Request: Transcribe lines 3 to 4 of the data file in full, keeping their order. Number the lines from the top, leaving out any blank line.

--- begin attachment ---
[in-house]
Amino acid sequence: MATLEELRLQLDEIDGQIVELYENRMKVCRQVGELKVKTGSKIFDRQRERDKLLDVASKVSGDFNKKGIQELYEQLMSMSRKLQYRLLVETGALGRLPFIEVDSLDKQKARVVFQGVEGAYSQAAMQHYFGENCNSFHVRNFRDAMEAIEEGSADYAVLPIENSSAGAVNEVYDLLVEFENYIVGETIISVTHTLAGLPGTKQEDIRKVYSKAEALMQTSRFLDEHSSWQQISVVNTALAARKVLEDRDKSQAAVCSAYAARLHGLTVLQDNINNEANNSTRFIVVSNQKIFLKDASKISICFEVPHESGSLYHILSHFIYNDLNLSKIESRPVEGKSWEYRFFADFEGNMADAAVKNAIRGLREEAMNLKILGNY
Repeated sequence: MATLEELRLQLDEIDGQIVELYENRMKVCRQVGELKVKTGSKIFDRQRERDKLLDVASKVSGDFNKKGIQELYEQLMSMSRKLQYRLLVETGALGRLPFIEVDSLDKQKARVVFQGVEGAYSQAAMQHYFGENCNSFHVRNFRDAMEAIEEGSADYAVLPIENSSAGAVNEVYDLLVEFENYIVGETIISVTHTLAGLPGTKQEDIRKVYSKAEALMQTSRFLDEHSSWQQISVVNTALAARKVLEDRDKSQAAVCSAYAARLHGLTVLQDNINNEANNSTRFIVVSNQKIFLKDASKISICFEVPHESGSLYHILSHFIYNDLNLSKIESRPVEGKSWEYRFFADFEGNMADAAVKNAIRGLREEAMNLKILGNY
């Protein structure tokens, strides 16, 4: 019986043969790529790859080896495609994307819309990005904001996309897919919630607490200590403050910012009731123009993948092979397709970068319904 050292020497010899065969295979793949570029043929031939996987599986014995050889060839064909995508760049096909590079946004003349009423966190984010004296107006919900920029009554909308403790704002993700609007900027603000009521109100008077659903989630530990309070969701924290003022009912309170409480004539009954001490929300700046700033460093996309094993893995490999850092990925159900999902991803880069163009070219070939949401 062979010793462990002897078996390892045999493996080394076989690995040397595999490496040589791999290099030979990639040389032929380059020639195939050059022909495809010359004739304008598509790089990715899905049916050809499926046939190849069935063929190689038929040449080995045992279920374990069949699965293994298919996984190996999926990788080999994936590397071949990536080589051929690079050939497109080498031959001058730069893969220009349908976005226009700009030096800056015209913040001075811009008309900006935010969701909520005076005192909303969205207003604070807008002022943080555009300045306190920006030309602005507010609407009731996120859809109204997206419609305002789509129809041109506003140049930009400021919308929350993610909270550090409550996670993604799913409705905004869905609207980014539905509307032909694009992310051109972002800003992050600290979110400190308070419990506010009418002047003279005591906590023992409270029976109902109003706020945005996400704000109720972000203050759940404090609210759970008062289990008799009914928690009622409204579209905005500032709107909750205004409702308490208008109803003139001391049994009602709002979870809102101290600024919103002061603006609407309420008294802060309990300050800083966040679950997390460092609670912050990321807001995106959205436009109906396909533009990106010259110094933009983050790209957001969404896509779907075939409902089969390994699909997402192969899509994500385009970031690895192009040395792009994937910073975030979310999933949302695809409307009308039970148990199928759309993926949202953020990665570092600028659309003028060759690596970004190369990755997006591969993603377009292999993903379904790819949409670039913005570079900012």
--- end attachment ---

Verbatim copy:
Repeated sequence: MATLEELRLQLDEIDGQIVELYENRMKVCRQVGELKVKTGSKIFDRQRERDKLLDVASKVSGDFNKKGIQELYEQLMSMSRKLQYRLLVETGALGRLPFIEVDSLDKQKARVVFQGVEGAYSQAAMQHYFGENCNSFHVRNFRDAMEAIEEGSADYAVLPIENSSAGAVNEVYDLLVEFENYIVGETIISVTHTLAGLPGTKQEDIRKVYSKAEALMQTSRFLDEHSSWQQISVVNTALAARKVLEDRDKSQAAVCSAYAARLHGLTVLQDNINNEANNSTRFIVVSNQKIFLKDASKISICFEVPHESGSLYHILSHFIYNDLNLSKIESRPVEGKSWEYRFFADFEGNMADAAVKNAIRGLREEAMNLKILGNY
């Protein structure tokens, strides 16, 4: 019986043969790529790859080896495609994307819309990005904001996309897919919630607490200590403050910012009731123009993948092979397709970068319904 050292020497010899065969295979793949570029043929031939996987599986014995050889060839064909995508760049096909590079946004003349009423966190984010004296107006919900920029009554909308403790704002993700609007900027603000009521109100008077659903989630530990309070969701924290003022009912309170409480004539009954001490929300700046700033460093996309094993893995490999850092990925159900999902991803880069163009070219070939949401 062979010793462990002897078996390892045999493996080394076989690995040397595999490496040589791999290099030979990639040389032929380059020639195939050059022909495809010359004739304008598509790089990715899905049916050809499926046939190849069935063929190689038929040449080995045992279920374990069949699965293994298919996984190996999926990788080999994936590397071949990536080589051929690079050939497109080498031959001058730069893969220009349908976005226009700009030096800056015209913040001075811009008309900006935010969701909520005076005192909303969205207003604070807008002022943080555009300045306190920006030309602005507010609407009731996120859809109204997206419609305002789509129809041109506003140049930009400021919308929350993610909270550090409550996670993604799913409705905004869905609207980014539905509307032909694009992310051109972002800003992050600290979110400190308070419990506010009418002047003279005591906590023992409270029976109902109003706020945005996400704000109720972000203050759940404090609210759970008062289990008799009914928690009622409204579209905005500032709107909750205004409702308490208008109803003139001391049994009602709002979870809102101290600024919103002061603006609407309420008294802060309990300050800083966040679950997390460092609670912050990321807001995106959205436009109906396909533009990106010259110094933009983050790209957001969404896509779907075939409902089969390994699909997402192969899509994500385009970031690895192009040395792009994937910073975030979310999933949302695809409307009308039970148990199928759309993926949202953020990665570092600028659309003028060759690596970004190369990755997006591969993603377009292999993903379904790819949409670039913005570079900012």